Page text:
Experiments evaluating the laser joining of ABS to PTFE/PET films were performed using laser line beam scans. ABS plaques were molded with different types and levels of carbon black. It was found that using 0.1 percent weight carbon black was most effective for this application because it produced thicker layers that exceeded the glass transition temperature (Tg). This allowed the ABS to flow more readily and improved adhesion to the PTFE/PET film.
Texturing of the ABS surface to produce ridges or cross-hatching showed promising results (Figure 8). The textured surface had a larger area, and it increased the mechanical interlocking at the interface. Manual peel strength felt generally high, especially when peeling perpendicular to the ridges. Visual inspection of these joints was very promising, showing extensive amounts of cohesive failure in the PTFE/PET film (Figure 9).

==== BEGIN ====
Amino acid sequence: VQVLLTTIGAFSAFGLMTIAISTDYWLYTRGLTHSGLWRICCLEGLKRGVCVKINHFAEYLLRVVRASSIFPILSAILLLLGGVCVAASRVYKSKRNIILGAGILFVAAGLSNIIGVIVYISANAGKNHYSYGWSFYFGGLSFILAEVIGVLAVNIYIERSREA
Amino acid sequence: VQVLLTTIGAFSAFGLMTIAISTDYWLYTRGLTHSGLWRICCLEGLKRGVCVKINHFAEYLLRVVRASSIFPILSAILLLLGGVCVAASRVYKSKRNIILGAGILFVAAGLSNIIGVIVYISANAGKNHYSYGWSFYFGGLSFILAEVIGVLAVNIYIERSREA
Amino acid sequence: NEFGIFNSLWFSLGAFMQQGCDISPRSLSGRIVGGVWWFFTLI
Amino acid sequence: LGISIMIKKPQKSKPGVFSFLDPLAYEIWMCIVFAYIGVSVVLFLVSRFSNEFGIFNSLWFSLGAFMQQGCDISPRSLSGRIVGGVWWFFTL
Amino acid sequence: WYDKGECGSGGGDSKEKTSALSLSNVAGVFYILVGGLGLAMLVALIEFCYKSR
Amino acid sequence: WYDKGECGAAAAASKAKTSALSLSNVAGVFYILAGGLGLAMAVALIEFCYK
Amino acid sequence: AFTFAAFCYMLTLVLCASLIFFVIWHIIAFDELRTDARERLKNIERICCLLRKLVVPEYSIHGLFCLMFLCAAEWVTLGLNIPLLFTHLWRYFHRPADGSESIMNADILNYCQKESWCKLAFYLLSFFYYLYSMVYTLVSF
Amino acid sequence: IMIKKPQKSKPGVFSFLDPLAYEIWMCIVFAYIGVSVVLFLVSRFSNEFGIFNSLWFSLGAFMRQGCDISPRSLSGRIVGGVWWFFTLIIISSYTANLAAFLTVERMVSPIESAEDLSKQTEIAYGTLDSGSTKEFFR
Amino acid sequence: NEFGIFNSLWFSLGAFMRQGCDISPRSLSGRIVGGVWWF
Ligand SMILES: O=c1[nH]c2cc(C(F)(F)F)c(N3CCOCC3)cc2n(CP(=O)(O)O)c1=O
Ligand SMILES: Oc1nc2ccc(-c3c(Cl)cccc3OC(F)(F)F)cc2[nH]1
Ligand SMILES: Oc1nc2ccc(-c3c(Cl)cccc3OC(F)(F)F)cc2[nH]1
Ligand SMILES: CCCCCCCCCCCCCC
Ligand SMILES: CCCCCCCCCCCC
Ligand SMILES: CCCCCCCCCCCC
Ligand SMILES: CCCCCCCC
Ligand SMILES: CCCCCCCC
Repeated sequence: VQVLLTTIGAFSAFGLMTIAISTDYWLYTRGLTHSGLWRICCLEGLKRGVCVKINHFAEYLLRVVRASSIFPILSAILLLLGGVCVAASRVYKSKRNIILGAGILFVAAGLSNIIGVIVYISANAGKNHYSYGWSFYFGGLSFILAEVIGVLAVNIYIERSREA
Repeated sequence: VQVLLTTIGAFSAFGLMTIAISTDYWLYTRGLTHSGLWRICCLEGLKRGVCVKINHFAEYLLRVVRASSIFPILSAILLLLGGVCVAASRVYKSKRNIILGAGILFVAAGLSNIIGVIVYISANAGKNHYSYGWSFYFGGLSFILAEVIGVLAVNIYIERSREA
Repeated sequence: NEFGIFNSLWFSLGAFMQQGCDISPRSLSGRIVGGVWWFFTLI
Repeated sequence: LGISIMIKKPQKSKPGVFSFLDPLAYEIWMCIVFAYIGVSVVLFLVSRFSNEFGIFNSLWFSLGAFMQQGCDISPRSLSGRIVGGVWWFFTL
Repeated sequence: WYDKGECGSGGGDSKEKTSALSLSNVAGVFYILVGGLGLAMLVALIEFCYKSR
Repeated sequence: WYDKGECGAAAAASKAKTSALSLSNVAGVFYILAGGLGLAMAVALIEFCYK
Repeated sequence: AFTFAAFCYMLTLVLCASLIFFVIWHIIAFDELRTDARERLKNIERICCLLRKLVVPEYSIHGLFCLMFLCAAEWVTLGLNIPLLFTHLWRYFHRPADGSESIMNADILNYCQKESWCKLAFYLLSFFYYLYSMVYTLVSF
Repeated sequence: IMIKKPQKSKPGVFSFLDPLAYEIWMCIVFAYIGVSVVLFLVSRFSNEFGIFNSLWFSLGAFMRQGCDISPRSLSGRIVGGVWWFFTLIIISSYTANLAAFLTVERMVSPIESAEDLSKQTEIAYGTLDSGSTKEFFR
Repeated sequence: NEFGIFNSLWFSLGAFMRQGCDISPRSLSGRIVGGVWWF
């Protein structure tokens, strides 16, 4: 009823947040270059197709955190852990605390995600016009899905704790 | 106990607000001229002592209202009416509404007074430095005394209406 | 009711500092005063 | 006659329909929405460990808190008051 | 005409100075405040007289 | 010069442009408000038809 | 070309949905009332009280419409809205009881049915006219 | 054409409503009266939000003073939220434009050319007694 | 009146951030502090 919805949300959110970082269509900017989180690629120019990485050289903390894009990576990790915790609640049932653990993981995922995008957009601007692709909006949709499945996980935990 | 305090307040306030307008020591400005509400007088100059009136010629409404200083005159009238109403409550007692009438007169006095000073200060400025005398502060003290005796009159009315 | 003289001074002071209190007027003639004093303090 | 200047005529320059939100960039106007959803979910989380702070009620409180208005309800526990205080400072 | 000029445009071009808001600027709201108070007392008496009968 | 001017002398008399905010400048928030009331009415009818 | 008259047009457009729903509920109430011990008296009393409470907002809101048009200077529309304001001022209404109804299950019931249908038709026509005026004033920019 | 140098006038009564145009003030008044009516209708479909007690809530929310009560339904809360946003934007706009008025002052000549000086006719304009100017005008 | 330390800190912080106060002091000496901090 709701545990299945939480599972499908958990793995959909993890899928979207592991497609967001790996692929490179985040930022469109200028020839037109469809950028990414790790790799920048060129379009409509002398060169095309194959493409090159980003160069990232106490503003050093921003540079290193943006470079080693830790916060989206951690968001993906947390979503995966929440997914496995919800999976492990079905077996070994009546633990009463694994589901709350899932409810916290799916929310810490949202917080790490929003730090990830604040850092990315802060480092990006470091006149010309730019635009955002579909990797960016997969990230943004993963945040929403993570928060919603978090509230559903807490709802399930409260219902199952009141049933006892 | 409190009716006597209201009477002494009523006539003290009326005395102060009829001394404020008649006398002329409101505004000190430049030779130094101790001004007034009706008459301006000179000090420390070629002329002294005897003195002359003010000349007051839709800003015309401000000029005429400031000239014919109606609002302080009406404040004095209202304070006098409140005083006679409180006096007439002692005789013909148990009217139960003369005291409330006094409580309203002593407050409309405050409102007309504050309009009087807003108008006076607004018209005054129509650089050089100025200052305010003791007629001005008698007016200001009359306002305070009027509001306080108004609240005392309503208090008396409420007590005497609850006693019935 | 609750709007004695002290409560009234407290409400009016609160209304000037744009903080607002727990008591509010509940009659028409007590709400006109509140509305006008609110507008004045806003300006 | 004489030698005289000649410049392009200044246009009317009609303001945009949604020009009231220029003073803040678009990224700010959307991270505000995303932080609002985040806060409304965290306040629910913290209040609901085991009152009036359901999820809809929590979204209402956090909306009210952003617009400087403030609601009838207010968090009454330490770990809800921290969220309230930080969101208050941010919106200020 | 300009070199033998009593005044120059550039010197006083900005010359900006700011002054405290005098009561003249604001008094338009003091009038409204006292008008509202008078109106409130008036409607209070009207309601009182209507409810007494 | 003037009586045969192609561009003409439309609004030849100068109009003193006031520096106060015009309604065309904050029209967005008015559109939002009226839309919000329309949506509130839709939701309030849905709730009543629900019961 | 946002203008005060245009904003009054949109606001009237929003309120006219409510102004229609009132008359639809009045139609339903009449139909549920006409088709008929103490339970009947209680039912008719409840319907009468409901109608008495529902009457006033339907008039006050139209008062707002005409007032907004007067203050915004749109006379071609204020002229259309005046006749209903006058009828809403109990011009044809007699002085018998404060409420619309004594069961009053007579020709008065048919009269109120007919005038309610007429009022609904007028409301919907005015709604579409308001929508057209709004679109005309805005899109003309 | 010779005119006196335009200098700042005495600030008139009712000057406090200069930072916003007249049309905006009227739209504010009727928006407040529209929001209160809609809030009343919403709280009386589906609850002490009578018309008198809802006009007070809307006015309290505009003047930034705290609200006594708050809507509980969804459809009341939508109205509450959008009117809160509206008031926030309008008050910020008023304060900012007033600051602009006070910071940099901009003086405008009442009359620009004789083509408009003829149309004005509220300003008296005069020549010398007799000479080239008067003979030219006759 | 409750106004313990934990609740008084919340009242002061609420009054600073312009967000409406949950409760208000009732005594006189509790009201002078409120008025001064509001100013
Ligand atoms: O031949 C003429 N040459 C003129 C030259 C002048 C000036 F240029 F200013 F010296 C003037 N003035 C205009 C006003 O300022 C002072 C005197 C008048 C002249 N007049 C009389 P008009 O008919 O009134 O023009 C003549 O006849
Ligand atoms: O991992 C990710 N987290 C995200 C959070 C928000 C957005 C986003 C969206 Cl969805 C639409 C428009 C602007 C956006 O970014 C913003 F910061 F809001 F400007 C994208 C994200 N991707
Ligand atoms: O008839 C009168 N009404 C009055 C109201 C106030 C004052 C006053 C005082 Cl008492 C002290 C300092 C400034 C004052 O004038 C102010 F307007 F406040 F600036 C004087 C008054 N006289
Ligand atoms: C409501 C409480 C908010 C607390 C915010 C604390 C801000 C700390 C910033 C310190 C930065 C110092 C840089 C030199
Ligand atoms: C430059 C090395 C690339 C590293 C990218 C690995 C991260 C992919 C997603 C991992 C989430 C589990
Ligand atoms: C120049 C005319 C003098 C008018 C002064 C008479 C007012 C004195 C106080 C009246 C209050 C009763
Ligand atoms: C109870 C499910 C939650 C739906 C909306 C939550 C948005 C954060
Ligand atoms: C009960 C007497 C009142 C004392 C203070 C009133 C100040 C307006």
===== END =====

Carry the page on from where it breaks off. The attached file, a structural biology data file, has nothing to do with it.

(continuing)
Heating of the ABS was done using a Leister 800 laser line beam head mounted on a Fanuc robot. The laser head was slightly tilted in one direction so that the intensity is slightly different when traveling in one direction versus the opposite direction, referred to as push and pull directions, as shown in Figure 10. To evaluate the effect of the tilt, a Pico Technology USB TC-08 thermocouple data logger was used to measure the temperature history during push-pull heating.
As shown in Figure 11, the temperature in the push direction is significantly lower than in the pull direction. Similarly, the temperature also was measured for push-push (Figure 12) and pull-pull (Figure 13). In both cases, the temperature variation between passes was smaller, and pull-pull resulted in slightly higher surface temperatures. In general, the temperatures that were measured were lower than expected, probably because the thermocouples were large and just placed on top of the surface. Using smaller thermocouple wires and pressing the tip into the ABS surface with a heated tool would improve the measurement accuracy.